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MFAA Prosper : Mortgage and Finance Brief 07
Banks could withstand a downturn Australia's major banks are strong enough to withstand a severe downturn in the market, according to global ratings firm Fitch. A 150% surge in property prices in the 10 years to 2008 has resulted in a household debt to disposable income ratio of 159% -- a higher level than the US, UK and Spain had as their housing cycles peaked. However, Fitch says the "big four" and the main lenders have "substantial capacity" to cope with a downturn in the mortgage market. Half of females not reviewing personal finance -- survey says Mortgage Choice says it is "concerning" that more than half of the country's female mortgage holders have no plans to make changes to their mortgage, according to the company's annual Consumer Sentiment Survey. In comparison, 61% of male mortgage holders said they would be making changes to their mortgage. Mortgage Choice spokesperson Kristy Sheppard says, "It is concerning that our annual Consumer Sentiment Survey found less than half of Australia's female property borrowers intend to make adjustments to their personal finances this year. Everyone with a large debt commitment should review that commitment and their budget every year, at the very least." Fixed rate interest An increasing amount of homeowners are fixing their home loan interest rates. A number of financial institutions, including BankSA and Australian Central Credit Union, have reported an increase in fixed rate applications. Bank SA General Manager Chris Ward was quoted as saying, "19% of our new loan applicants in December took a fixed rate -- compared with 4% in December 2009." Five billion dollars worth of mortgages and commercial loans could be at risk of default due to the floods in south east Queensland, according to a report by Goldman Sachs. Around 16,500 homes were damaged by the floods, and many mortgage brokers and their clients were in the path of the flood water, but local brokers say it is too early to assess how many clients might default on their loans. Tim Rombouts' mortgage broking office is in the heart of the Lockyer Valley, which felt the full brunt of the floods that cascaded down the Toowoomba escarpment. "We were cut off for four days, although luckily we are on higher ground so I'll be okay," he said. "I've got 650 clients with 450 in the Lockyer Valley, and about 30 per cent of the valley was impacted. Business has pretty much just stopped and many people have lost their businesses altogether," he said. "The next six months you are going to see it (defaults), but right now it is too difficult to put a number on it. "We've sent a flyer off to our customers advising them of the hardship provisions within their mortgage contracts and to contact their bank." "I am personally very concerned that valuations have changed and a number of settlements are being cancelled," says Rombouts. Hedda Pike has been a mortgage broker in Ipswich for 15 years and believes that defaults are inevitable. "My office is a total write off -- it no longer exists. I'm working from home, but I will bounce back. There are plenty of home owners near here in a much worse state," she says. "It absolutely stands to reason that a lot of people are going to have trouble meeting their mortgage repayments. "There will be a lot of people who will need a six month moratorium on their repayments. Most banks are offering three months, but it's not really enough time to catch up when you have lost everything and, let's face it, it takes six months to repossess a property anyway," she says. Toowoomba broker Gary Young had water rushing past his door but was spared. He says that it is too early as yet to assess the number of defaults, but is producing a flyer offering sobering advice. "I will be telling my customers that to have a reduction or moratorium is not a free ride. Whatever relief is offered will incur an interest penalty and will be added on at the other end," he said. Flood of mortgage defaults expected 18 | Mortgage & Finance brief News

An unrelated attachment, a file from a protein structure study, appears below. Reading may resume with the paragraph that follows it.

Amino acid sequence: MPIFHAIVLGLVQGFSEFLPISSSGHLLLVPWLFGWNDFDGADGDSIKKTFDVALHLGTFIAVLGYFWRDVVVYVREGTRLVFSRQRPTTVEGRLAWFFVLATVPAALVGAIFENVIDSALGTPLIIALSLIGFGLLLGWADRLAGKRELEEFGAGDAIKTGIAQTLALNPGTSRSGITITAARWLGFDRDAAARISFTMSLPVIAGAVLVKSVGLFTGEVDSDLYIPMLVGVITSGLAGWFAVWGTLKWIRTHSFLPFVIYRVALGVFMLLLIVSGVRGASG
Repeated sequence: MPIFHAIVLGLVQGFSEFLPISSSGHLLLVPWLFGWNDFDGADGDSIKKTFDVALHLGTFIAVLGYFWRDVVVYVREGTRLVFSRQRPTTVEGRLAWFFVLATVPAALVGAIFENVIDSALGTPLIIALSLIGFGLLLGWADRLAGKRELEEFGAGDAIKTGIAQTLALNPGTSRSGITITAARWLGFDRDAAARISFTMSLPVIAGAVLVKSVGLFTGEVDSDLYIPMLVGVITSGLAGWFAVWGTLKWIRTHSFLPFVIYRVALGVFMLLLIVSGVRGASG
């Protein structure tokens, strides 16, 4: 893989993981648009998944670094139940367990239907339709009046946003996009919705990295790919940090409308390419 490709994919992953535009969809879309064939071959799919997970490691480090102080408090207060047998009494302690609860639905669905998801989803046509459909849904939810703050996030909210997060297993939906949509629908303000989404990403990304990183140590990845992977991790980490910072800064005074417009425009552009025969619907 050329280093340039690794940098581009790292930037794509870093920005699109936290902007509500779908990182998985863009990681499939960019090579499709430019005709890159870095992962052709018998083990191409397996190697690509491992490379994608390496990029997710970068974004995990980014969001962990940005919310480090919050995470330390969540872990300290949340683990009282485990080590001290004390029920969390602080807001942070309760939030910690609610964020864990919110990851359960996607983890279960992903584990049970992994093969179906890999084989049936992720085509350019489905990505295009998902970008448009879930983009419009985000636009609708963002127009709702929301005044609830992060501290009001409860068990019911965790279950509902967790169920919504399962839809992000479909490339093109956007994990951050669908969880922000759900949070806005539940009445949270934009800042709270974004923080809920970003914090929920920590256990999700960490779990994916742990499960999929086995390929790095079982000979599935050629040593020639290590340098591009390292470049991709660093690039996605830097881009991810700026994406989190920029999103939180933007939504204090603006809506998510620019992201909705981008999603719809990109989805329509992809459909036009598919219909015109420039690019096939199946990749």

Mortgage and Finance Brief 06
Mortgage and Finance Brief 08